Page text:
# Piece variables

Just like squares can be named by square variables, pieces can be named by piece variables. A piece variable is introduced with the `piece` keyword, and the syntax is nearly the same as for `square`. (Read the section on square first, as it is similar).

For example, suppose the current position is the following:

Now, from the above current position, what pieces does the following filter represent?

```piece \$pinner in R
ray attack (\$pinner a k)```
This is a piece filter that matches a position in which a white Rook pins a black piece (and is equivalent to `ray attack (R a k)`.)

To work out the pieces (actually, the squares on which the pieces reside) that the filter represents, we successively set `\$pinner` to each white rook:

• `Re1 Ke3 ke5` fails because `Ke3` is not a black piece
• `Ra5 bb5 ke5` succeeds
• `Re8 ne6 ke5` succeeds
• `Rh8 rg7 ke5` fails because it is not a ray attack, although it would succeed if `attack` was removed.
• `Rh5 pg5 pf5 ke5` fails because there are two black pieces between `R` and `k` instead of one.
Therefore, our filter represents the two white rooks on `a5` and `e8`, or more exactly the squares `[a5,e8]`

A piece variable is associated with a particular piece. We write that the particular piece is bound to the piece variable in this case. The piece variable is also associated with a set of squares in a position:

• If the piece variable's particular piece is present in the position, the piece variable's set of squares is the square on which that particular piece lies.
• Otherwise, the piece variable's set of squares is empty
The key difference between the `piece` and the `square` filters is that the square to which a square variable is bound never changes, even as the current position changes. But the square associated with a piece variable does change as the current position changes: as the particular piece moves - or promotes - the square updates.

Another difference is that a piece variable can never represent an empty square: it can only represent a piece and the square on which that piece lies.

## Syntax of piece filter

The syntax of the piece filter is almost the same as the syntax of the square filter:
```piece variable_name in in_set
filter_1
filter_2
...```
The piece filter matches the current position if there is some nonempty square s in the set in_set in the current position such that, when the `variable_name` is bound to the square s, each of the filters filter_1, filter_2... is true.

The associated set of a piece filter is the set of all squares s above such that all the filters are true.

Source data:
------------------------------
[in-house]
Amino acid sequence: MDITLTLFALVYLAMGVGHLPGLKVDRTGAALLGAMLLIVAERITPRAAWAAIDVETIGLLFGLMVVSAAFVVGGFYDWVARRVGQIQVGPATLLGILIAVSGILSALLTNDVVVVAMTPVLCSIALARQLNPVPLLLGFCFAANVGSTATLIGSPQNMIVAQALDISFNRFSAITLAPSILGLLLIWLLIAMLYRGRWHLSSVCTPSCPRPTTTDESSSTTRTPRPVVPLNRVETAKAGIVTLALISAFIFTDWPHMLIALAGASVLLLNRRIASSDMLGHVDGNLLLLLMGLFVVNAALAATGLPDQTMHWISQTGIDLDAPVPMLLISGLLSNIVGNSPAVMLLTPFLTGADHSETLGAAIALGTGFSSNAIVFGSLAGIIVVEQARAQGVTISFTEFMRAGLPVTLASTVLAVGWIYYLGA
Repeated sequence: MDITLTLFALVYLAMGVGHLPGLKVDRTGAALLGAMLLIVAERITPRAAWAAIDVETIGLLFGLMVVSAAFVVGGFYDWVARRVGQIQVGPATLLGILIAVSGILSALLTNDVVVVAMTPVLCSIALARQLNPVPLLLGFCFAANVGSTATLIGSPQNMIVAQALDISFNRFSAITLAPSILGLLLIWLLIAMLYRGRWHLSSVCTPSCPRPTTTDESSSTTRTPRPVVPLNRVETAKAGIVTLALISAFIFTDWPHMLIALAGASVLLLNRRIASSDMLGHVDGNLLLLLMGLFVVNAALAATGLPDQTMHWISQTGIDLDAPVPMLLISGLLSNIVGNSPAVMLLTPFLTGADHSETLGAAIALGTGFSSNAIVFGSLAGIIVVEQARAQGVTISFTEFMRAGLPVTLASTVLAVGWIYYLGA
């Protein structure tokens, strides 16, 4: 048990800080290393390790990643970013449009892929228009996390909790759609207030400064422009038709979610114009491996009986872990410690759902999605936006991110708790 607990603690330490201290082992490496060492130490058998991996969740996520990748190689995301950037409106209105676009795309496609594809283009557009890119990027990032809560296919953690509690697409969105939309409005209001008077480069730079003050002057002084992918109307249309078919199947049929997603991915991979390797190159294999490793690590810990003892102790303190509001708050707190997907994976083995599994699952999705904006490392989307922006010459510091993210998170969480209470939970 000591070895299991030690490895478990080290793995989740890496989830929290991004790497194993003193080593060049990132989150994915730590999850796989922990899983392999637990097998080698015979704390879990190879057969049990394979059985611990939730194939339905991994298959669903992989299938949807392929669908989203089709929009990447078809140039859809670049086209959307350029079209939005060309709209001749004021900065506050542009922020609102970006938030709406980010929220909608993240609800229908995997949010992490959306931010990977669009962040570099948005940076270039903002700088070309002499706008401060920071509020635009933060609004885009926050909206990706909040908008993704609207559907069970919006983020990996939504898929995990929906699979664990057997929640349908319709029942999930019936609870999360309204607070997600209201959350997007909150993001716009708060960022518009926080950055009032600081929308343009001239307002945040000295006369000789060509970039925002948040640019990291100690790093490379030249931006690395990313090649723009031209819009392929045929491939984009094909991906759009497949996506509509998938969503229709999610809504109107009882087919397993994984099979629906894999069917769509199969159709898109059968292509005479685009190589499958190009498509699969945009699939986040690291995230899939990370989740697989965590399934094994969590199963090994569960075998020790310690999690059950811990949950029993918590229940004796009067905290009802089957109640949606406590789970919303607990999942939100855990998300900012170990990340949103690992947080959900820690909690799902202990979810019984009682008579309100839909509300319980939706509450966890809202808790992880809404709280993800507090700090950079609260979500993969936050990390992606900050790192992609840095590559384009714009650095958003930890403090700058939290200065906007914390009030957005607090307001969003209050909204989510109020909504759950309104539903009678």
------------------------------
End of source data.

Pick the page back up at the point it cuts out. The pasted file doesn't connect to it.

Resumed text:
For example, consider the following piece filter:

```piece \$promoting in Pa-h2
next* \$promoting on a-h8```
The `next*` filter is true whenever its argument is true now or at some later position. Thus, since \$promoting is a piece variable,
`next* \$promoting on a-h8`
will be true in the current position whenever
`\$promoting on a-h8`
is true, either in the current position or a later position. This last filter is true exactly when the particular piece that \$promoting is bound to is on the 8th rank. Since the particular piece was initially bound to a pawn, the original piece filter checks for excelsiors: a pawn, starting on its original square, that eventually promotes.

## The origin square

Each piece variable also has an associated origin square. This is the square that its particular piece was on at the time the variable was assigned to that particular piece. The origin square of a particular piece is accessed using the origin filter, which takes a single piece variable as its argument, for example
`origin \$promoting`
Thus, to find excelsiors in which the promoting White pawn returns to its original square on the second rank, we would use the following filter:
```piece \$promoting in Pa-h2
next*
{\$promoting on origin \$promoting
not P on \$promoting}```
Here,
`\$promoting on origin \$promoting`
means that, in the current position, the particular piece that `\$promoting` was bound to is on the square it was on when it was first assigned to the variable \$promoting. Below is a typical example:

J. Van Reek
En Passant
1987

A slightly more compact way to look for these types of excelsiors is in the examples file examples/excelsior-return.html.

## Using ranges with the piece filter

A numeric range can follow the word `piece` in a piece filter. In that case, the piece filter only matches if the number of squares in its associated set lies within that range. Thus,
``` piece 2 8 \$pawn in Pa-h2
next* move from \$pawn promote A```
will match a position where multiple White pawns on the second rank eventually promote (see excelsior-multiple.cql for a an example with sort and flipcolor.)

Examples